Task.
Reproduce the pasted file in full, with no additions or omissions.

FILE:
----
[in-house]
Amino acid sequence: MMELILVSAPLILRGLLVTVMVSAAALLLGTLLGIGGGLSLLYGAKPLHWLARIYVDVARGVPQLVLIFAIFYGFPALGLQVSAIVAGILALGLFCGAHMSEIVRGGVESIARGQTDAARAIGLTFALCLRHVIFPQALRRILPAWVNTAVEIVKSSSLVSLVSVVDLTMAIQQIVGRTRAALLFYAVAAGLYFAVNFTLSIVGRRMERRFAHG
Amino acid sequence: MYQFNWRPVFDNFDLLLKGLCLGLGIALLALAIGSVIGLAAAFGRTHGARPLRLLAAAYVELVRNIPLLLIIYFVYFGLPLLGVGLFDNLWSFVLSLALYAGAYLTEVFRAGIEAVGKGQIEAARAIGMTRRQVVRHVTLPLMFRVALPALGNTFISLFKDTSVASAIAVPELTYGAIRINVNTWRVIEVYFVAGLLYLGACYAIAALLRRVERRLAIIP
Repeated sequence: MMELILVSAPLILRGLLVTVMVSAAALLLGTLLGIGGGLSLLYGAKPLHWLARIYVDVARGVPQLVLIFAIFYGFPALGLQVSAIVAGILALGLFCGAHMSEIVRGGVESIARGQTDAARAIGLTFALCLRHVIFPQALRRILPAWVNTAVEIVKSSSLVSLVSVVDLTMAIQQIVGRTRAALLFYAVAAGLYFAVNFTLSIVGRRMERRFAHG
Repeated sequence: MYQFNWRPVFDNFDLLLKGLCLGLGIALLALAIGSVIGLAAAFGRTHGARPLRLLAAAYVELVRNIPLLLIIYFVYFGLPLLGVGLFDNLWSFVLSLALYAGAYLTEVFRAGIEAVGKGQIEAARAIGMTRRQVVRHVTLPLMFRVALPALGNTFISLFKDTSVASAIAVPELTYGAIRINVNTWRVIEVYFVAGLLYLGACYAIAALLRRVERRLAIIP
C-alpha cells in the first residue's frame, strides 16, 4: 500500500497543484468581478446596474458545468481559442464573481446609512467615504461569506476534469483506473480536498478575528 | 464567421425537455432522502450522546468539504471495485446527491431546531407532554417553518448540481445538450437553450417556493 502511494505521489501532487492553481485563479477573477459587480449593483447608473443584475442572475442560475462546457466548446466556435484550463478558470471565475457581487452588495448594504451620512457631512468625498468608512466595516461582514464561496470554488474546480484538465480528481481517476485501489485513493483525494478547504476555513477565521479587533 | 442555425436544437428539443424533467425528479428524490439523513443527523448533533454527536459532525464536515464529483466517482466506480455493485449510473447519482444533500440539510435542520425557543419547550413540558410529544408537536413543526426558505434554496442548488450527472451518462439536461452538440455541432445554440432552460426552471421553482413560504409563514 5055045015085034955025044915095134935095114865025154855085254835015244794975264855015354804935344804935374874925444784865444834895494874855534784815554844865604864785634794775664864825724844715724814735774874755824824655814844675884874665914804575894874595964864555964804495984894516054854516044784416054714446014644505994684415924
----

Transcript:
[in-house]
Amino acid sequence: MMELILVSAPLILRGLLVTVMVSAAALLLGTLLGIGGGLSLLYGAKPLHWLARIYVDVARGVPQLVLIFAIFYGFPALGLQVSAIVAGILALGLFCGAHMSEIVRGGVESIARGQTDAARAIGLTFALCLRHVIFPQALRRILPAWVNTAVEIVKSSSLVSLVSVVDLTMAIQQIVGRTRAALLFYAVAAGLYFAVNFTLSIVGRRMERRFAHG
Amino acid sequence: MYQFNWRPVFDNFDLLLKGLCLGLGIALLALAIGSVIGLAAAFGRTHGARPLRLLAAAYVELVRNIPLLLIIYFVYFGLPLLGVGLFDNLWSFVLSLALYAGAYLTEVFRAGIEAVGKGQIEAARAIGMTRRQVVRHVTLPLMFRVALPALGNTFISLFKDTSVASAIAVPELTYGAIRINVNTWRVIEVYFVAGLLYLGACYAIAALLRRVERRLAIIP
Repeated sequence: MMELILVSAPLILRGLLVTVMVSAAALLLGTLLGIGGGLSLLYGAKPLHWLARIYVDVARGVPQLVLIFAIFYGFPALGLQVSAIVAGILALGLFCGAHMSEIVRGGVESIARGQTDAARAIGLTFALCLRHVIFPQALRRILPAWVNTAVEIVKSSSLVSLVSVVDLTMAIQQIVGRTRAALLFYAVAAGLYFAVNFTLSIVGRRMERRFAHG
Repeated sequence: MYQFNWRPVFDNFDLLLKGLCLGLGIALLALAIGSVIGLAAAFGRTHGARPLRLLAAAYVELVRNIPLLLIIYFVYFGLPLLGVGLFDNLWSFVLSLALYAGAYLTEVFRAGIEAVGKGQIEAARAIGMTRRQVVRHVTLPLMFRVALPALGNTFISLFKDTSVASAIAVPELTYGAIRINVNTWRVIEVYFVAGLLYLGACYAIAALLRRVERRLAIIP
C-alpha cells in the first residue's frame, strides 16, 4: 500500500497543484468581478446596474458545468481559442464573481446609512467615504461569506476534469483506473480536498478575528 | 464567421425537455432522502450522546468539504471495485446527491431546531407532554417553518448540481445538450437553450417556493 502511494505521489501532487492553481485563479477573477459587480449593483447608473443584475442572475442560475462546457466548446466556435484550463478558470471565475457581487452588495448594504451620512457631512468625498468608512466595516461582514464561496470554488474546480484538465480528481481517476485501489485513493483525494478547504476555513477565521479587533 | 442555425436544437428539443424533467425528479428524490439523513443527523448533533454527536459532525464536515464529483466517482466506480455493485449510473447519482444533500440539510435542520425557543419547550413540558410529544408537536413543526426558505434554496442548488450527472451518462439536461452538440455541432445554440432552460426552471421553482413560504409563514 5055045015085034955025044915095134935095114865025154855085254835015244794975264855015354804935344804935374874925444784865444834895494874855534784815554844865604864785634794775664864825724844715724814735774874755824824655814844675884874665914804575894874595964864555964804495984894516054854516044784416054714446014644505994684415924